Avonte Oquendo, 14, slipped out of his Queens school in October 2013 and was later found dead.
U.S. Sen. Charles Schumer (D-N.Y.) announced a push Monday for a National “Avonte’s Law” to create a program where parents can always know where their children are.
The lawyer for the family of an autistic teenager who died after disappearing from his New York City school will also work with the family of an autistic student who died after choking.
On Oct. 4, 2013, Avonte Oquendo ran out of Center Boulevard School in Long Island City, setting off a massive search.
Nashaly Perez was last seen leaving P.S. 371 located at 355 37th Street at around 1 p.m. Monday.
Mayor Bill de Blasio on Thursday signed a bill calling for the evaluation of the need for audible alarms on public school building doors, in commemoration of the Avonte Oquendo tragedy.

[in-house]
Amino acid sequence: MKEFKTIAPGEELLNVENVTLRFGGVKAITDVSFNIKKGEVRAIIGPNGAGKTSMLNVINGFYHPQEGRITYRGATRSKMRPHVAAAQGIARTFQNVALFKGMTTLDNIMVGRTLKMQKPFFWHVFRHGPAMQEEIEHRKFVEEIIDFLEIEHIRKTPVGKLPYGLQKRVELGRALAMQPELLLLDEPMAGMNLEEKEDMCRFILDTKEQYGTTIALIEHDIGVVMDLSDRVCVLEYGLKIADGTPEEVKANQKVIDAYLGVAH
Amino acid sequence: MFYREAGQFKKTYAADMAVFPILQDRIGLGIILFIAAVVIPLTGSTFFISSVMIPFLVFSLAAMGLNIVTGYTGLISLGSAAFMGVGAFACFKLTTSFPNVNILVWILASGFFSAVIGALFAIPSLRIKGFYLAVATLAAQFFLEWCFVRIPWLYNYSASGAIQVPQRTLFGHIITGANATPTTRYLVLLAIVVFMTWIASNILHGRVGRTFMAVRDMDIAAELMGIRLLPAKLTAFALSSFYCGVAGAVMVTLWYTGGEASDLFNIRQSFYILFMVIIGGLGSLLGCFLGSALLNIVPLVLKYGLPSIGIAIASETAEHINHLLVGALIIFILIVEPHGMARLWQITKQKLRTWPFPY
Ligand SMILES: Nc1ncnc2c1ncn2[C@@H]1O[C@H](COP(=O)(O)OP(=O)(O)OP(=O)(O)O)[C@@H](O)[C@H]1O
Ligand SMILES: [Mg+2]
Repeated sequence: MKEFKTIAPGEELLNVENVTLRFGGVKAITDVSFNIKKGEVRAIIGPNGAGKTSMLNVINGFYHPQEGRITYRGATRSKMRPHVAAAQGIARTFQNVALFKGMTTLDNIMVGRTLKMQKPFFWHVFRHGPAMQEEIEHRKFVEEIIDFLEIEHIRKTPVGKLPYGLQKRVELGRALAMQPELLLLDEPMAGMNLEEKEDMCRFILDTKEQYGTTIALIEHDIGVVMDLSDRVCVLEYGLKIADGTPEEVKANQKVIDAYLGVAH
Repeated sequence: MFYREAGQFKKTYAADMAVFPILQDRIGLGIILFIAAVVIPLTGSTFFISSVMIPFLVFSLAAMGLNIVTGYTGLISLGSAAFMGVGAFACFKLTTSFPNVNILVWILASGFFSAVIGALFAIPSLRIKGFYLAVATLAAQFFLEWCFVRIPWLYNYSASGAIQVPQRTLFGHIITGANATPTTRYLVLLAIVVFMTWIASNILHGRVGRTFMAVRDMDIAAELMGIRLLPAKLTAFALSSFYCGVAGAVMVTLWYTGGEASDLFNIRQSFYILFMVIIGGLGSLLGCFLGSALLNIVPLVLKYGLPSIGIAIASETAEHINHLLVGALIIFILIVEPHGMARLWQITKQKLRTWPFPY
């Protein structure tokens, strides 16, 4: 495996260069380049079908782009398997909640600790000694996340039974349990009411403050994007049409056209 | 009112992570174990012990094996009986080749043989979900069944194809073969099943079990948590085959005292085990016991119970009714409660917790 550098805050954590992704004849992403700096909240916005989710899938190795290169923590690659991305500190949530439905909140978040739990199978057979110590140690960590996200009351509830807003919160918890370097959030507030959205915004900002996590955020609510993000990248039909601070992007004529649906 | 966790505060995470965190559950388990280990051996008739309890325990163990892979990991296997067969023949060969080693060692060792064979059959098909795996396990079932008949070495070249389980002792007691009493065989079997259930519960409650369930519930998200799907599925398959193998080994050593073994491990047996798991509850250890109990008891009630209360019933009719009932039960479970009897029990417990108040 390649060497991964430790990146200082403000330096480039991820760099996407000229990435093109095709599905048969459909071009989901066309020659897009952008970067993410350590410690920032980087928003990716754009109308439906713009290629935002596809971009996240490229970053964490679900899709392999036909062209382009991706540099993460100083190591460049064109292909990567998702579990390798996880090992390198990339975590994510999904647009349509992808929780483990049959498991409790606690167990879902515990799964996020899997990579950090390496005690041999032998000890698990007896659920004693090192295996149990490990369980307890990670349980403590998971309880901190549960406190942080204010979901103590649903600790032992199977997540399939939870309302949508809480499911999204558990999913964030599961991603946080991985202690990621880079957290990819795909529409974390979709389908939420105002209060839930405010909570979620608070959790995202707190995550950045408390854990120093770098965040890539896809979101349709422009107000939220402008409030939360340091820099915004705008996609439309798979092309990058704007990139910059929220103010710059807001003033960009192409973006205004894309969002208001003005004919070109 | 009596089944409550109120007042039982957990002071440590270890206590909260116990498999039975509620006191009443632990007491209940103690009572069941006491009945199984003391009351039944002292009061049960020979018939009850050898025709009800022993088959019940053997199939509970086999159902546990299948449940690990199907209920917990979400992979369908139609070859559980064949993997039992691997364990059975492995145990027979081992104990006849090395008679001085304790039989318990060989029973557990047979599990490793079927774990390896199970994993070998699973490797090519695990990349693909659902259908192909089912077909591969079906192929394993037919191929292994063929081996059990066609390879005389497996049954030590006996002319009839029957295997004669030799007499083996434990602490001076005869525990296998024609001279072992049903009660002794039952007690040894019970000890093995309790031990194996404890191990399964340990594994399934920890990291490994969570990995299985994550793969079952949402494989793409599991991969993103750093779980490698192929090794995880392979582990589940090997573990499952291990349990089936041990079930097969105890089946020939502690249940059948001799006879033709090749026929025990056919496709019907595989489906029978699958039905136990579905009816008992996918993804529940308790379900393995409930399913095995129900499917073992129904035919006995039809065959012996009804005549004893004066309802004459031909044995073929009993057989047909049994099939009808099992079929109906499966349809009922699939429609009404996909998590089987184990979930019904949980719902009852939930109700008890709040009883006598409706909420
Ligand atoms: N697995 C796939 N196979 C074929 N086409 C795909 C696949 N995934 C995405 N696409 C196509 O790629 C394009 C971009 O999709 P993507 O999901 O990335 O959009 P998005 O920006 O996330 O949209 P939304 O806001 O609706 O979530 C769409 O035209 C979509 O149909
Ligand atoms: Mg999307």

The New York City Council has unanimously approved a bill requiring audible alarms on doors in schools with special needs programs.
The bill, known as Avonte’s Law, was inspired by the disappearance of Avonte Oquendo, a 14-year-old autistic boy from Queens walked out of his school in Long Island City last October.
The bill is named for Avonte Oquendo, a 14-year-old autistic boy from Queens who walked out his school in Long Island City last October.
The mother of an autistic teenager who disappeared from his school and was later found dead has filed a wrongful death lawsuit against the city.
The City Council on Wednesday discussed a proposal to keep children from walking away from their schools unnoticed.
An attorney for the family of Avonte Oquendo said Tuesday that the autistic teen had tried to run out of school the very day before he disappeared.
The New York City Council is considering a measure that would allow missing persons ads to run on TVs inside taxi cabs.
The mother of an autistic teen who disappeared from school and was later found dead warneda teacher that her son was a runner and needed constant supervision, according to a report released Thursday.
The brother of Avonte Oquendo thanked the people of New York City Friday for their tireless efforts to find the autistic teen, whose body was found in the water in Queens in January.